Around 1 p.m. on Feb. 23, a warm Sunday afternoon a couple weeks after the Super Bowl, yet another unarmed black man was killed in the United States.
Ahmaud Arbery, an avid jogger, left Brunswick, a primarily black city in southeast Georgia. Running through the predominantly white neighbouring community of Santilla Shores, Arbery was chased down in a truck, confronted and fatally shot by George and Travis McMichael, a father and son who allegedly believed Arbery was responsible for burglaries in their neighborhood.
It would ultimately take 74 days for the McMicheals to even be arrested, part of that delay the result of a pair of local prosecutors holding up the case for weeks before ultimately recusing themselves due to a conflict of interest. In that time, a website — runwithmaud.com — was launched to raise awareness about the case, and Arbery’s name and story spread widely across social media.
On May 8, the Players Coalition, an organization founded by Anquan Boldin and Malcolm Jenkins in the wake of Colin Kaepernick’s anthem protest that works to “improve social justice and racial equality in America,” released a letter addressed to U.S. Attorney General William Barr. In it, they requested an immediate federal investigation into Arbery’s death.
Seventy-four athletes, coaches and executives signed their names to the Players Coalition letter. Among them was a name that may have surprised a lot of people, and that certainly stood out: Tom Brady.
Until now the Players Coalition may as well have been called the “Black Players Coalition.” Josh McCown is the lone original member of the coalition who is white. Although it helps to have any player speaking out on these issues, it’s not exactly revelatory that a journeyman back-up quarterback doesn’t move the needle the way the greatest football player of all-time does.
Since May 8, the day the letter was released, Brady is the most mentioned athlete in tweets about the Players Coalition. He’s attracted more attention for signing the letter than Boldin has for writing it and founding the organization.
That makes perfect sense for a few reasons.
First, Brady’s involvement is a big step for the previously apolitical athlete. Despite having a MAGA hat in his locker at one point, Brady has never before lent his name to anything other than his paid partners. Before the 2016 election when asked if he’d endorse Trump, he said, “I don’t even know what the issues are. I haven’t paid attention to politics in a long time. It’s actually not something that I really even enjoy. It’s way off my radar.” Later, when he was asked about Trump’s divisive policies, he said, “I just don’t want to be a distraction for our team.”
Second, in choosing to support the push for justice in Arbery’s case, Brady could provide a huge boost to the fight for racial equality in America. This particular situation is unique in that league officials are also involved in the initiative, with NFL executive VP Troy Vincent also signing his name. But short of Roger Goodell, the man most synonymous with America’s favourite sport is Brady. He is the face of the league.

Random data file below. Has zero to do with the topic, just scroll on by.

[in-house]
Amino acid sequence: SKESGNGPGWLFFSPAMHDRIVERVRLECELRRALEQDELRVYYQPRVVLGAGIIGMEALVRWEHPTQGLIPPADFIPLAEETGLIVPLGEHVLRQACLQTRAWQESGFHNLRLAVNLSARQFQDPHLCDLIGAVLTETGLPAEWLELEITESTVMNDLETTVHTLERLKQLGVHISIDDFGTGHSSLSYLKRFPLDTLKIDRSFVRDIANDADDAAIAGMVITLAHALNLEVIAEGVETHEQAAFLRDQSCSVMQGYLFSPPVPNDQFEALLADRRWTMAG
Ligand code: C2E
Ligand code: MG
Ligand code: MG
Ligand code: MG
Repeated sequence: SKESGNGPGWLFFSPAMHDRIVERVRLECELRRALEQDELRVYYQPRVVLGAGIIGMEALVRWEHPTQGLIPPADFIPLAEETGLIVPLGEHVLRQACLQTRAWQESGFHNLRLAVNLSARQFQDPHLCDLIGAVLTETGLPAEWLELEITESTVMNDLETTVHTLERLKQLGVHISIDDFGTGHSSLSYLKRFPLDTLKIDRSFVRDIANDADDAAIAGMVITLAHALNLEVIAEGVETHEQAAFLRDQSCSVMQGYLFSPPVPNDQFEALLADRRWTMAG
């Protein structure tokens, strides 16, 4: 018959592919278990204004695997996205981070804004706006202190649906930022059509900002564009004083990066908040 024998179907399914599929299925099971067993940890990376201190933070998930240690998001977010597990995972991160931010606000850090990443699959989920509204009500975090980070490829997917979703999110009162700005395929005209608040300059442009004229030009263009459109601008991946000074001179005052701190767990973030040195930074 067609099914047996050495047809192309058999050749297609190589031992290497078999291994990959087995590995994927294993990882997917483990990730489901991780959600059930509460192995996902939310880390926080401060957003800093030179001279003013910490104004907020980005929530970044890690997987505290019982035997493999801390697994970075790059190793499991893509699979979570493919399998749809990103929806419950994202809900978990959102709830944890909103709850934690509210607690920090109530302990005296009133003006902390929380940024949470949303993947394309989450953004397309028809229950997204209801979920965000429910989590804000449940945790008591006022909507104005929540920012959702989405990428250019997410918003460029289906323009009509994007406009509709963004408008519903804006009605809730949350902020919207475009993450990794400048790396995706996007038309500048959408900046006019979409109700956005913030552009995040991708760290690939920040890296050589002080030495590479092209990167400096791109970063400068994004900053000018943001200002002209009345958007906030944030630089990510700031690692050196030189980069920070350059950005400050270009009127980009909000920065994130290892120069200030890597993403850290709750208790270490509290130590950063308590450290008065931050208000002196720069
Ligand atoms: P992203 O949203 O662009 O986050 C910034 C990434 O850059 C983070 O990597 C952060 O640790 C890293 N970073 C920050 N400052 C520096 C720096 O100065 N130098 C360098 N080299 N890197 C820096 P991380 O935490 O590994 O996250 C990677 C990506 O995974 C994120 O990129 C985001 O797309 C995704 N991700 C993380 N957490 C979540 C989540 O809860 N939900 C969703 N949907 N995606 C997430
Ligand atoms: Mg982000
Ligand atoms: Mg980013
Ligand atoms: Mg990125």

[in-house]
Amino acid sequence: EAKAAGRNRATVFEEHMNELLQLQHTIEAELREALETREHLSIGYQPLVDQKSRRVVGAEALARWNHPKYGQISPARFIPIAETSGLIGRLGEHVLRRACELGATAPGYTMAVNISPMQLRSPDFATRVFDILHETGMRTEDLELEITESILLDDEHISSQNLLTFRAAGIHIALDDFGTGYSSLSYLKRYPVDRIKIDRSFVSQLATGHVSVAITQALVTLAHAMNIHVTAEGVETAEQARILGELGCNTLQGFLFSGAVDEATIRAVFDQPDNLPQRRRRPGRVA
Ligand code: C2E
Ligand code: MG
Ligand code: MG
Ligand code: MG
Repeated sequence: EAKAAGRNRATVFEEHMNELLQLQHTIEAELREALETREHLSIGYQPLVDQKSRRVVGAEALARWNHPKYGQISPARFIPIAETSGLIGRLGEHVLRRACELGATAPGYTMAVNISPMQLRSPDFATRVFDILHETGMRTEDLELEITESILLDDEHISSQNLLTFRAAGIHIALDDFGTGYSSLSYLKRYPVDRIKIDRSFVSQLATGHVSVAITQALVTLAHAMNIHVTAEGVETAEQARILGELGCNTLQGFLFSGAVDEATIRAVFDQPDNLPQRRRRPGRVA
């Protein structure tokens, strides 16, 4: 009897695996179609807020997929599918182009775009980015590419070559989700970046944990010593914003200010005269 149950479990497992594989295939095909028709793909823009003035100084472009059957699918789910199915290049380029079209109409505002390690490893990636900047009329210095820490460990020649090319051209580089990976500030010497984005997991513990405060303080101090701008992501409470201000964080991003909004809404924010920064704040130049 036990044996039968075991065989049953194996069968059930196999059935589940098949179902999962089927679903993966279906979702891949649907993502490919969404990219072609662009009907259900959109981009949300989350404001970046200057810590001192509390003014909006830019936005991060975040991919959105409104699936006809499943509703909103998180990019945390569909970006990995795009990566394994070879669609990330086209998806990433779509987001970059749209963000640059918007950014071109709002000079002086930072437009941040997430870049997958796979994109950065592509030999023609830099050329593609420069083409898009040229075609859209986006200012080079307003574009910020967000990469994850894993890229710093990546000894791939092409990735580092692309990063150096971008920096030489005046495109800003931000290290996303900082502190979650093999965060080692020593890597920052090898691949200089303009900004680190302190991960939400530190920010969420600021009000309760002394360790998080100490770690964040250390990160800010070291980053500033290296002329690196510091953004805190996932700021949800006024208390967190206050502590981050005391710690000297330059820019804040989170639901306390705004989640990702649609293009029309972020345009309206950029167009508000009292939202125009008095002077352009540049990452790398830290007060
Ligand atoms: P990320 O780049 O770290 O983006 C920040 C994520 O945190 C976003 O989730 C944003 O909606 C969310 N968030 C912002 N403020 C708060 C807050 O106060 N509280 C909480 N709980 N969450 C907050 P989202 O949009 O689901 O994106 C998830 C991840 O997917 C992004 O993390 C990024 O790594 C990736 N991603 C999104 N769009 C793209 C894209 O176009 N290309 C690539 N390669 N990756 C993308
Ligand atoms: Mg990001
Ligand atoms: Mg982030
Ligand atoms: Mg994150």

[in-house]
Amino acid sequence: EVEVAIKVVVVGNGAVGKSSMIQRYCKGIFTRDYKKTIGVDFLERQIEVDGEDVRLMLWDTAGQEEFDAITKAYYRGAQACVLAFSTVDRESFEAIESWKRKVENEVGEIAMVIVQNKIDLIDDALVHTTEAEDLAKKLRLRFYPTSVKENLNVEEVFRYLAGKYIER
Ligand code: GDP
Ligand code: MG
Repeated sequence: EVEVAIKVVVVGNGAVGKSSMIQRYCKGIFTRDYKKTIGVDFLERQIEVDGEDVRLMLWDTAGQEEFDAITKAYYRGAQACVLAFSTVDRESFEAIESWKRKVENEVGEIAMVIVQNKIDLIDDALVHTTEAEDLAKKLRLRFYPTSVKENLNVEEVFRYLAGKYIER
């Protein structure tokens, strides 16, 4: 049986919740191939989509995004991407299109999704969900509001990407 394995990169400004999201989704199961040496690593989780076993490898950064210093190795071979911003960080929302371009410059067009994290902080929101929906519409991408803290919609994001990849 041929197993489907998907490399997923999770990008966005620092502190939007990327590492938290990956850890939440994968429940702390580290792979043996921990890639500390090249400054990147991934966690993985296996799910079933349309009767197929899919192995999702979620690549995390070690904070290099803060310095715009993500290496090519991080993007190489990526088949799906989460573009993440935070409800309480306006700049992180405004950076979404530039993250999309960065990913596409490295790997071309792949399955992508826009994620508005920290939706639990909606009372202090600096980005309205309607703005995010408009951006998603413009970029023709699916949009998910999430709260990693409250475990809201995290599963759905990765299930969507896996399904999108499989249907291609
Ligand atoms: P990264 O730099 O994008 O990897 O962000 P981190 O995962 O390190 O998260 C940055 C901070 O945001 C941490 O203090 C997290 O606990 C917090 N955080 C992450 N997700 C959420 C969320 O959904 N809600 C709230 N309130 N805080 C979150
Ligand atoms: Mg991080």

When black people are the only ones voicing a rallying cry when black lives are lost, it sends the message that black lives are trivial, that these deaths only matter to other black people. When a sports journalist talks about it, they are told to stick to sports. When black athletes draw attention to it, they’re accused of playing the race card.
When a powerful white man like Tom Brady says that something needs to be done, he is much more likely to succeed in drawing attention to a systemic problem. A white athlete of Brady’s stature lending their name to the cause validates the argument in the eyes of many people. That’s why these acts and allies are of chief importance.
Historically, we’ve seen the power of white figures amplifying black actions. “Pee Wee” Reese putting his arm around Jackie Robinson as Robinson was being heckled became part of both men’s legacies. So much so, that there is a scene dedicated to it in the Robinson biopic “42” and a statue of the moment was erected. At the dedication of that statue, Robinson’s widow, Rachel, stated: “It’s a historic symbol of a wonderful legacy of friendship, of teamwork, of courage — of a lot of things we hope we will be able to pass on to young people. And we hope they will be motivated by it, be inspired by it and think about what it would be like to stand up, dare to challenge the status quo and find a friend there who will come over and support you.”
As minor as the act may seem to some, in signing his name, Brady is putting his arm around this cause.
The foundation of team sports is that we can achieve more together than apart. Brady joining the Players Coalition helps to build a bridge on a divisive issue, one that may allow people on both sides to achieve more understanding and humanity — and maybe help prevent more lives from being senselessly lost.
It also lays down the gauntlet for other prominent white athletes. Can another player in the league honestly say they have too much to lose by showing their support when the player with the single most endorsement deals in the entire NFL just showed his?
There is a burden on black athletes to speak up on social issues that doesn’t exist for their white counterparts. That doesn’t end with Brady’s signature, but it’s clear that the conversation about racial and social justice in America can’t just exist in an echo chamber of like-minded people if we hope to accomplish anything tangible.
Hopefully, more white athletes — and white people — follow Brady’s lead. Because white support matters.